4. How have you had to restructure or adjust your life around working for LAMB? What sacrifices did you have to make?
This is an interesting question—I feel my whole life has indeed been structured around planning and preparing for work at LAMB. From the age of 13, basically I felt all (or at least most of) my choices were directed at preparations for eventual work overseas. So there was never a different ‘structure’ to be ‘restructured.’ I sought people, groups, conferences, and training that would help prepare me. When I chose breakout sessions at conferences, they were geared toward exactly the kind of questions you are asking here: how to prepare, how to be financially wise, how to grow spiritually in ways that would prepare me to reach out to and disciple people of other faith backgrounds. My biggest choices in preparation were whether to spend a year prior to departure for Bangladesh studying the Bible or public health or doing an OB fellowship. I chose to study the Bible, as I felt that was where I needed to be the most solidly prepared for the life I would live.
Sacrifice is actually quite a hard word for most people I know called to mission, myself included. Most of the time it is just obedience, with the inevitable grief and sadness of separation from people you love. But it isn’t superhuman, though it is supernatural, to be compelled by a call. I certainly missed my family and events like weddings. Probably the biggest US event with world-wide impact that I missed being in the States for was 9/11, missing being part of the corporate grief. However, I watched the towers fall in the apartment of a Bangladeshi Muslim colleague who cried right along with me, and I watched Bangladeshi Muslims line up to give blood in case it would be able to go to America to help the victims. That will forever be part of stories I can tell about Muslims to help people know people are people.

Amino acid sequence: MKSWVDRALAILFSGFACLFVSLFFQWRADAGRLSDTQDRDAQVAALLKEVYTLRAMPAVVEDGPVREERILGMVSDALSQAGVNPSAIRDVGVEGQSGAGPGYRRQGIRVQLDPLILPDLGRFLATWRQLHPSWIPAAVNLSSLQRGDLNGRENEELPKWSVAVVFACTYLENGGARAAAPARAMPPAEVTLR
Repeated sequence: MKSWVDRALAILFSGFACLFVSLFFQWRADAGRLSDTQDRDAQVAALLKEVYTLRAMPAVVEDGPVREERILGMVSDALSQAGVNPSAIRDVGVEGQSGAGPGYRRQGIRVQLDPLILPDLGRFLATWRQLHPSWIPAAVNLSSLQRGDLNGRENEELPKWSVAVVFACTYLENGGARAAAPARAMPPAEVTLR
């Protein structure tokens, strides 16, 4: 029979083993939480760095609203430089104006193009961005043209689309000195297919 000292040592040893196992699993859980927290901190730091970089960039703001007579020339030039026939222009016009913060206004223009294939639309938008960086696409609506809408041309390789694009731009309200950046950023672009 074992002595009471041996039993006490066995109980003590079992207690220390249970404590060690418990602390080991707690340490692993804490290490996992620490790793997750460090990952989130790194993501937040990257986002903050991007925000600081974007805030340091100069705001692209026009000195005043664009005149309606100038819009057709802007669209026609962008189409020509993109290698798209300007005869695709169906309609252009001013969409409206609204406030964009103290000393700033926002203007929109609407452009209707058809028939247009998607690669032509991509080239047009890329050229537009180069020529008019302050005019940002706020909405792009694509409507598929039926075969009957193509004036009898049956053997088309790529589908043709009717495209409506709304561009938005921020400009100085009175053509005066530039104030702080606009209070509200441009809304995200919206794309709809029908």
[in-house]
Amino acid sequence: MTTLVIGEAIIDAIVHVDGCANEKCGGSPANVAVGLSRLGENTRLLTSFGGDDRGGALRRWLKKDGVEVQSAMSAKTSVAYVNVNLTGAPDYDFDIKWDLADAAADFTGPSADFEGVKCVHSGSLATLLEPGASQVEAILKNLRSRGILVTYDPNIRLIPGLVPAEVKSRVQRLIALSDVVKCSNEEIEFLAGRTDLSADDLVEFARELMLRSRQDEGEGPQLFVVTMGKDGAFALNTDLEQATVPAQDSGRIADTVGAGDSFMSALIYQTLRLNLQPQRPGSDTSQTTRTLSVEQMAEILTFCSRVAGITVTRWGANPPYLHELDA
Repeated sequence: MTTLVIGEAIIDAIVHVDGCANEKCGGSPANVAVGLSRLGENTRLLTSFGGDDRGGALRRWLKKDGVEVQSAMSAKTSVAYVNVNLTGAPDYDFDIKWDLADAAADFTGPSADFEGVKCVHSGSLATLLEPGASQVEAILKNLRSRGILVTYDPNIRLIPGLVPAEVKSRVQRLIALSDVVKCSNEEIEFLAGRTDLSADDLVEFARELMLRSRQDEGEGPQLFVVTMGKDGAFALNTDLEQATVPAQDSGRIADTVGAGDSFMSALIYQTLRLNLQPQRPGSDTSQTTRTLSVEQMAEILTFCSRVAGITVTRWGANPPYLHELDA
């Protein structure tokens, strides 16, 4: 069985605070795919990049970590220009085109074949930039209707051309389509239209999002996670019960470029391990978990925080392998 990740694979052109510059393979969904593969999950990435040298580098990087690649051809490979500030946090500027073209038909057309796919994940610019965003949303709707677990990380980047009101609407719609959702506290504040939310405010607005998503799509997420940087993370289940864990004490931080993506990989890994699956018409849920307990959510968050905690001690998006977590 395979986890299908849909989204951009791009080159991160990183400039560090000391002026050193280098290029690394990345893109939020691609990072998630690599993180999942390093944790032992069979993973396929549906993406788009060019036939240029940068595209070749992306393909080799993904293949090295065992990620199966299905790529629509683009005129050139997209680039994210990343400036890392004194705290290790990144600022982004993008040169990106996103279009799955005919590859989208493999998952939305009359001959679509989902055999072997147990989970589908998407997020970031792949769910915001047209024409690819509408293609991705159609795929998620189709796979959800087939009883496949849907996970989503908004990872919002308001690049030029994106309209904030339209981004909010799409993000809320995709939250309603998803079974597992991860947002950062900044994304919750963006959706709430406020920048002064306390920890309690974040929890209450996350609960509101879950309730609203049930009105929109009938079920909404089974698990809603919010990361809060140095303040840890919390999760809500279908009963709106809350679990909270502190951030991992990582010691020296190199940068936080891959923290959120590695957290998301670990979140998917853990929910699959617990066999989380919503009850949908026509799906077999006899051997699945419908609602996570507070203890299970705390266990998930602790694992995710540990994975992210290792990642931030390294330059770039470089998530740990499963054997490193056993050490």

5. Can you share about how the experience has been for you? (Feel free to take this in any direction - personal growth, professional development, spiritual growth etc)
One part of the experience in terms of community, relationships among foreigners and nationals has been both exhilarating but also exhausting. There are so many things to learn about each other, and how our different views of the world help us see different aspects of God. But we can also hurt each other deeply, and in a setting where it feels the stakes are ALWAYS high. Anything Christians do can impact how neighbors view Jesus and Christianity, so when we have different ideas we hold passionately about various things and what we should be doing, things get hard. But Jesus calls us to live lives of love and forgiveness, so I came to see the ‘fishbowl’ element of my context as a good thing (where we live on an ‘old-school’ mission compound with hospital, housing, school, training center all on a 13 acre campus).
I learned so much about myself, how God gifted me and where the negative elements of some of those gifts also came to the fore. Yet I learned to simplify simplify simplify my communication, my expectations of myself and others. I learned to receive not just to give to Bangladeshis. That the richest parts of relationships came from shared experiences of fun and shared grief. Always be ready to give an answer for the hope that is in you—but also be ready to sing and even dance at public events!
I feel so much more a citizen of the world, in terms of my own pursuit of public health, and all that has meant in contact with many nations’ bilateral donor agencies (USAID, UKAid, JICA, CIDA, etc.) and the sincere people working there. I have friends now on all continents except Antarctica, and I want to be able to gently and humbly offer different perspectives to those of friends, family, future colleagues here in the States. I am thankful for experiences that were very much like being in a National Geographic article, and for knowing people who have lived through Afghanistan, through earthquakes in Nepal, civil wars, and lived to tell about it. To know the amazing entrepreneurial spirit of Bangladeshis, the resilience of people, the hunger for peace and security is an amazing privilege.
And finally, to know God and to make him known is the greatest purpose of our lives. I believe I was called specifically in all my weaknesses and despite failures, to participate as a servant in bringing his Kingdom of freedom, love, power, and forgiveness to restore and reconcile us to Him, and to each other. I now have a deeper understanding of the book of Job, and of Revelation as a book of worship where all the nations will life our voices together and sit at the marriage supper of the LAMB. Hallelujah!
Champions of GLobal Health
Ever wondered what it is like to dedicate a part of your life to serving the community, contributing your knowledge and expertise to better the wider community?